Those people who get to read the unadulterated, first draft, grammatical nightmare that you call a story are no longer called friends or buddies or, dare I say, chums. No, these people are now Beta Readers, like Beta testers in the computer world. There is little reward for this task except maybe a small thank you on the inside cover of the book but they do get to have an influence over the writer of a book. I'm sure there's been more than a few over the years who've told a friend, "I told her to write that line." or "That scene was my idea." And a little bit of vicarious living never hurt anybody...I hope.
Where do you find these hard-working and noble Beta Readers, those select few who are both smart enough to give you useful comment and available enough to spend some time on your new WIP? Well, usually it's friends. Sometimes close friends whose opinions you've grown to respect...or at least put up with. It's a huge ask but some of them will gladly delve into it for you if for no other reason than to pick apart your dream and dance on it as only a friend can. It is a lot to ask though, and friends are busy with their own lives. It can't be expected, just hoped for. You can join local writing groups and Twitter and Facebook looking for volunteers but usually these are people you don't know and worse, don't know you. How do they know what you mean, what you're tying to say? How can they possibly 'grok' your writing?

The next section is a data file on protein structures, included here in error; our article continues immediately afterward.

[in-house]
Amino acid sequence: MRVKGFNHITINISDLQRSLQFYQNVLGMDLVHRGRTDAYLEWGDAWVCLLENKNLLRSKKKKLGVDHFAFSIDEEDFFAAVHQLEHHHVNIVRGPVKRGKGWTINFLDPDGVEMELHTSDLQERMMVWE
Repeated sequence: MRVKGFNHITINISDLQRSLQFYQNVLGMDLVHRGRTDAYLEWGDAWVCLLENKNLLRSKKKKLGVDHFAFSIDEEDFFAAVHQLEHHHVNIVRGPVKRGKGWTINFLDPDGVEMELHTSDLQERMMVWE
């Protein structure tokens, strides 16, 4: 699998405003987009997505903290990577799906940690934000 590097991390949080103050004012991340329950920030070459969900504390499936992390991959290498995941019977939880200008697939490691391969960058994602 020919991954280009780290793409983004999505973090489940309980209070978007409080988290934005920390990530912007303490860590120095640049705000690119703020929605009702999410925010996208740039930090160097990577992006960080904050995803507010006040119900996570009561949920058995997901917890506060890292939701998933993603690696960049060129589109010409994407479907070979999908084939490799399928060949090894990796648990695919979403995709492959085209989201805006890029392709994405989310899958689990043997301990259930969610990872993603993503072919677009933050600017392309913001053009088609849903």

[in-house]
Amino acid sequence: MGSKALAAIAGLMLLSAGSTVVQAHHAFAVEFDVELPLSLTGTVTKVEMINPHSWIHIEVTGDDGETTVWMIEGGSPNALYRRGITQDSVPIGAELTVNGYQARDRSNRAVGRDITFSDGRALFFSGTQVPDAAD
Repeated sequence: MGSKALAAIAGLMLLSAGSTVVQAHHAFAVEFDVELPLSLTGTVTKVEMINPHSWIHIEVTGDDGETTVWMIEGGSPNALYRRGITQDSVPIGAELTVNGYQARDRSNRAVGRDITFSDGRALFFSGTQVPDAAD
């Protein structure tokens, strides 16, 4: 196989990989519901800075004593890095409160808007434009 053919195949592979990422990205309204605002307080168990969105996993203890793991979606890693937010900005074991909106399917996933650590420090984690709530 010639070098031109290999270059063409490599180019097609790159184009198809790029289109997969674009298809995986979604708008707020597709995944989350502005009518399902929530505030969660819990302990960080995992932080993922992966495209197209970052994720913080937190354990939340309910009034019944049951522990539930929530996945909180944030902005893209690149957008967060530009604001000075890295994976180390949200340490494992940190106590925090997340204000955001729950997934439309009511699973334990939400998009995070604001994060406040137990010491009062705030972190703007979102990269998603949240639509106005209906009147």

In most cases you have to develop an online friendship like any other and really just take a leap of faith. The major benefit of new friends and Beta Readers is that, by not knowing you so well, they're not so invested in protecting your feelings when they suggest you cull clumsy sentences. Occasionally, you need to hear that something you've written sucks and believe me, it's tough to hear that not everything that flows from your fingertips is golden.
Some people are just jackasses so its important you weed them out of your Beta Reader group but, there's a lot of valuable help out there if you reach out for it and offer up your own services in return - make it a mutual beneficial thing.
I have an Andrew. He's a lot smarter than me and he's been my friend for more than twenty five years. He's been extremely helpful to me in the past but it's unfair of me to ask him to be my book fixing slave forever. So, I intend to slowly get the courage to ask others to help me and see if it can move me along more efficiently with my writing. And maybe this will take the pressure off my friend who never really signed up to be a Beta Reader, he just kind of got nominated.
So, good luck with your writing and I hope you find someone to help you along the way as I did. Just remember this little nugget:
Opinions are like assholes, everybody's got one.